19. I don’t think lowering the quality of the construction is a good idea when it comes to properties with unobstructed water views. This is a very small market segment and the prospective purchasers are not typical buyers. They are going to be “different”, and they don’t want their home to be mainstream either. They want a home that reflects that they are different from the mainstream family.

    Even more so when it comes to new housing on waterfront properties. As they get richer they get weirder. Not that there is anything wrong with that.

  20. They are the ONLY comparable sales of small lot water view homes along Dallas Road. So you have to take a giant leap in faith and say these sales represent the entire market for water view homes and then you have to make critical financial decisions based on this very limited data. That’s close to $3,000,000 hanging on 2 or 3 sales from one developer. A very fickle market where the compass orientation of the property can swing a price a hundred grand.

    When you consider that properties with marginal homes on 6,000 square foot lots have sold around $550,000 in Fairfield West how much more is a water view lot, half that size, worth along an arterial road? Or Is it worth anymore?

    If both lots were the same size, I would guess the water view component of the land to be worth around 50% more than a property without a view. That would put a water view lot of say 6,000 square feet at around $825,000. But if you could subdivide the lot, then the site is worth more. How much more? A guess is about 50 percent more for two lots. That’s 1.3 million or about $600,000 per lot gross selling price assuming both have similar water views. Less costs to demolish, subdivide and selling commissions.

    Do you think your house is worth one to 1.1 million today? If you do – then it might be better economically to sell your home as is.

    Someone has to sit down with you and do the number crunching and you’re going to have to pay them for their time. I’d give Coast Appraisals a call and see what they have to say. You’re likely going to need the properties appraised for financing anyway.

  21. 1450 was listed at 1.395 million. Not sure what the sold price was but it seems likely that it is at or above this number. I like Zebra design fwiw. We used them to do some design work on an addition about 10 years ago.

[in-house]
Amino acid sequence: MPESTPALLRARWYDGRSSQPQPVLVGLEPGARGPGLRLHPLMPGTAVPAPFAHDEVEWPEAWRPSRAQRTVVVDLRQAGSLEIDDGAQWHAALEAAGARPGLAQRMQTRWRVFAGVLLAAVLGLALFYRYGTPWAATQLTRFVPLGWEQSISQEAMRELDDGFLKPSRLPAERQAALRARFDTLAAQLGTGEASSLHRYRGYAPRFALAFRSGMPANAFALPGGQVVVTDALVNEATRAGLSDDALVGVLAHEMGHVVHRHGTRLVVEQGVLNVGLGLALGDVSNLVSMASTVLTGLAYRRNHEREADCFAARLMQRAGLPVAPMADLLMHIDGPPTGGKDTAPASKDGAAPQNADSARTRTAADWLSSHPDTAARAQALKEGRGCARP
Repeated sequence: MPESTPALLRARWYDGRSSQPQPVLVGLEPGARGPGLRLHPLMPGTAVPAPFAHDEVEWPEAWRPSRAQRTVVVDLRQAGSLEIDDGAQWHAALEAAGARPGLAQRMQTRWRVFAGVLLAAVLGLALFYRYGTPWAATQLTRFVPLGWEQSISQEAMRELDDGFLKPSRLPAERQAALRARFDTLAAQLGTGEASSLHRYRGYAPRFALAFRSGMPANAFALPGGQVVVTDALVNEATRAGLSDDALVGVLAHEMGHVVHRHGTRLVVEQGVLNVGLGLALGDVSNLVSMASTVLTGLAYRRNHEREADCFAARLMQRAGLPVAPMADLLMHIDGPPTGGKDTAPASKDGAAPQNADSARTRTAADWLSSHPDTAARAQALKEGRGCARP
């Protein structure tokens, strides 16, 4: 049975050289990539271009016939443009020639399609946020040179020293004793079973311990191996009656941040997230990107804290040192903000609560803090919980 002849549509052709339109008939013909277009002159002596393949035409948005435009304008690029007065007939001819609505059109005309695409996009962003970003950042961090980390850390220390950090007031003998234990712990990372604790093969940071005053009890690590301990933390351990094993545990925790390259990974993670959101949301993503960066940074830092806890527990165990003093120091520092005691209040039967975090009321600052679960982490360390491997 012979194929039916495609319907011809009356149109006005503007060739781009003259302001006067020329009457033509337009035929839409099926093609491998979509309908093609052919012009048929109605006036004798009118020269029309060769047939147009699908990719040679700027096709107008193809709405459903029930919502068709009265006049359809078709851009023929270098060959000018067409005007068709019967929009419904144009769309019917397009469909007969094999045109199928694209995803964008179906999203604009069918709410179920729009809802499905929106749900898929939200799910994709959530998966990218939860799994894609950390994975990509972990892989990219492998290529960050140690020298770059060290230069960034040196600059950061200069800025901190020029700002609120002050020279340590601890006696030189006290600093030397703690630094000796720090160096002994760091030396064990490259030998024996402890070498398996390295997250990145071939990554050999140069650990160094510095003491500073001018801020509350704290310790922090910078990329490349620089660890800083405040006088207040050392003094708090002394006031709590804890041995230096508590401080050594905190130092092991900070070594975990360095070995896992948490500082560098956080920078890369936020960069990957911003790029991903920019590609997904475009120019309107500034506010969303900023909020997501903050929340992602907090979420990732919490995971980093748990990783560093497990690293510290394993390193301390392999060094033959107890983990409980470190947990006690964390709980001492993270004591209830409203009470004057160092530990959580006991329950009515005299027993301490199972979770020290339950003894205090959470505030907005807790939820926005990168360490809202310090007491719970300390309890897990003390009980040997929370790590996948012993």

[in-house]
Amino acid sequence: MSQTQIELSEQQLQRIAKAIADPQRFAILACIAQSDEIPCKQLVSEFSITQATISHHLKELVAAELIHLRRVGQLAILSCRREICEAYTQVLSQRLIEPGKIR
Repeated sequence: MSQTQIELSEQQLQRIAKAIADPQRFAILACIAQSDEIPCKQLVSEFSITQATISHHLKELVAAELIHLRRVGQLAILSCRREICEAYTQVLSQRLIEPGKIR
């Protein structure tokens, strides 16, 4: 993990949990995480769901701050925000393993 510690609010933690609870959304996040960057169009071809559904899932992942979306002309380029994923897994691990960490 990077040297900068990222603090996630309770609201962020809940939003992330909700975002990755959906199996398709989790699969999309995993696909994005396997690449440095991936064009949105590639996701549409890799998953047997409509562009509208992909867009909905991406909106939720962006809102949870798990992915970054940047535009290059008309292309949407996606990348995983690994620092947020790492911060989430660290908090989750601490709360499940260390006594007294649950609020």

22. You can buy software to estimate construction costs. I don’t waste my money on them since I get the builder’s contracts sent to me when I’m doing a construction mortgages. This includes the building plans, building specifications and cost break downs.

    There are big differences between contractors as to what it costs to build the same home.

    I can see builders being reluctant to give you a set price contract. There are just too many unknowns. You’re going to have to calculate how much you can afford to pay and a “realistic” value of the properties when finished.

    It might be the case that you will net more for the property by selling as it stands today rather than as two vacant building sites or two sites with new homes on them after costs.

    You gotta do some number crunching. But first things first, talk to City Hall to see what they will permit and what the community plan is for the future.

    Hate me now – love me later.

  23. Agree – the city might not be the world’s most development friendly. That said, it is what it is, and there are certainly some economies of scale when building two houses on the same lot. Does anyone here know what the properties at 1440, 1446, and 1450 Dallas sold for – they are the closest comparator properties and likely reflect a realistic market value for each of the properties that would result from the redevelopment (similar style, similar land sizes, within a block of the subject property, etc.)?

  24. I have spreadsheets on construction. That’s the easy part. Understanding what the line by line items mean is another thing all together.

    Architect and plans
    permits, surveyor, home warranty
    service connections
    lot clearing, excavation, backfill
    footings, foundation, basement floor
    water supply and waste disposal
    exterior doors
    Stage 1 of construction for a typical build is 38.4% of the total costs

    Exterior Finish
    soffit, gutter and facia
    rough plumbing
    rough electrical
    heating and air conditioning
    drywall fireplace and chimneys
    Stage 2 of a typical build is another 29.4% of the total costs

    plumbing fixtures
    electrical fixtures
    cabinets and vanities
    interior doors
    tile work
    garage doors and openers
    decks, sidewalks and patios
    driveway, landscaping
    The last or stage 3 of construction is another 32.2% of total costs.

    And you are most likely going to have costs over what someone building in another neighborhood will have too. These additional costs may not be fully recoverable in the marketplace. For example the excavating, pouring a foundation and backfill for a typical 2,100 square foot two level home on a slab might be $30,000. But your home will likely need a lot more excavating, concrete and backfill because of soil conditions. Those extra costs may not be recoverable in the marketplace.

    There is a reason why there are so many small homes along Dallas road. The soil may not support heavier homes. That means the need for engineering the foundations and soil tests.

  25. Trying hard to not be negative but who can keep ignoring reality of a Canadian economy on the ropes while the house buyers keep getting cheered for paying $100K over.

    How Canada is becoming the orphan equity market nobody wants